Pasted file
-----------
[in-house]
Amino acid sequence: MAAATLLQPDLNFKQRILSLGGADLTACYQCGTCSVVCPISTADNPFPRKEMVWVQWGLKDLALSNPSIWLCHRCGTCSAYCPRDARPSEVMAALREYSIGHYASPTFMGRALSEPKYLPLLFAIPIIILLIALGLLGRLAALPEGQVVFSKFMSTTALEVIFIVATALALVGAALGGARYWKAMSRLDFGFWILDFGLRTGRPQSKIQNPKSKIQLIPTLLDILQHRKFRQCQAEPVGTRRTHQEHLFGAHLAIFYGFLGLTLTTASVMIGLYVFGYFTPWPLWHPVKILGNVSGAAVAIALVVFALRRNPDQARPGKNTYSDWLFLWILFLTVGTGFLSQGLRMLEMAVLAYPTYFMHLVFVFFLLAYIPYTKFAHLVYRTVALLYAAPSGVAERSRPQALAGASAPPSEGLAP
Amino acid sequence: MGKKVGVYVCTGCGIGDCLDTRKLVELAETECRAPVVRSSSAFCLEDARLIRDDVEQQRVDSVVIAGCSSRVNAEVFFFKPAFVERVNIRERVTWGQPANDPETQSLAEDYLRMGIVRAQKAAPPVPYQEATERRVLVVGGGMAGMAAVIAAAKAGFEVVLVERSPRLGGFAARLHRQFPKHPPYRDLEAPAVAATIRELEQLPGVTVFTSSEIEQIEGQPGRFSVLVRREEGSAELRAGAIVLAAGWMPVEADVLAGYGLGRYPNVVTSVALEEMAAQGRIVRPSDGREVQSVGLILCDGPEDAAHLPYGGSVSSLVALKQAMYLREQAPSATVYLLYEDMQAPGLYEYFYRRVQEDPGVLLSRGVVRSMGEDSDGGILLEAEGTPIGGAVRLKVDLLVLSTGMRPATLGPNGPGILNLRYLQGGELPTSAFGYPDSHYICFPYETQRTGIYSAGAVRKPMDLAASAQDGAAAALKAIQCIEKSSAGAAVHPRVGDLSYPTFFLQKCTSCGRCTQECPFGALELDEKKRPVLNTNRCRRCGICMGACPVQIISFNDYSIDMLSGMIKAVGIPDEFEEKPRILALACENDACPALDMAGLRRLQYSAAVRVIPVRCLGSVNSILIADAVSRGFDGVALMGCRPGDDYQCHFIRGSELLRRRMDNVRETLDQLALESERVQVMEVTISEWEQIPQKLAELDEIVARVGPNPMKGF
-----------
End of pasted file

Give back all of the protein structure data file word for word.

[in-house]
Amino acid sequence: MAAATLLQPDLNFKQRILSLGGADLTACYQCGTCSVVCPISTADNPFPRKEMVWVQWGLKDLALSNPSIWLCHRCGTCSAYCPRDARPSEVMAALREYSIGHYASPTFMGRALSEPKYLPLLFAIPIIILLIALGLLGRLAALPEGQVVFSKFMSTTALEVIFIVATALALVGAALGGARYWKAMSRLDFGFWILDFGLRTGRPQSKIQNPKSKIQLIPTLLDILQHRKFRQCQAEPVGTRRTHQEHLFGAHLAIFYGFLGLTLTTASVMIGLYVFGYFTPWPLWHPVKILGNVSGAAVAIALVVFALRRNPDQARPGKNTYSDWLFLWILFLTVGTGFLSQGLRMLEMAVLAYPTYFMHLVFVFFLLAYIPYTKFAHLVYRTVALLYAAPSGVAERSRPQALAGASAPPSEGLAP
Amino acid sequence: MGKKVGVYVCTGCGIGDCLDTRKLVELAETECRAPVVRSSSAFCLEDARLIRDDVEQQRVDSVVIAGCSSRVNAEVFFFKPAFVERVNIRERVTWGQPANDPETQSLAEDYLRMGIVRAQKAAPPVPYQEATERRVLVVGGGMAGMAAVIAAAKAGFEVVLVERSPRLGGFAARLHRQFPKHPPYRDLEAPAVAATIRELEQLPGVTVFTSSEIEQIEGQPGRFSVLVRREEGSAELRAGAIVLAAGWMPVEADVLAGYGLGRYPNVVTSVALEEMAAQGRIVRPSDGREVQSVGLILCDGPEDAAHLPYGGSVSSLVALKQAMYLREQAPSATVYLLYEDMQAPGLYEYFYRRVQEDPGVLLSRGVVRSMGEDSDGGILLEAEGTPIGGAVRLKVDLLVLSTGMRPATLGPNGPGILNLRYLQGGELPTSAFGYPDSHYICFPYETQRTGIYSAGAVRKPMDLAASAQDGAAAALKAIQCIEKSSAGAAVHPRVGDLSYPTFFLQKCTSCGRCTQECPFGALELDEKKRPVLNTNRCRRCGICMGACPVQIISFNDYSIDMLSGMIKAVGIPDEFEEKPRILALACENDACPALDMAGLRRLQYSAAVRVIPVRCLGSVNSILIADAVSRGFDGVALMGCRPGDDYQCHFIRGSELLRRRMDNVRETLDQLALESERVQVMEVTISEWEQIPQKLAELDEIVARVGPNPMKGF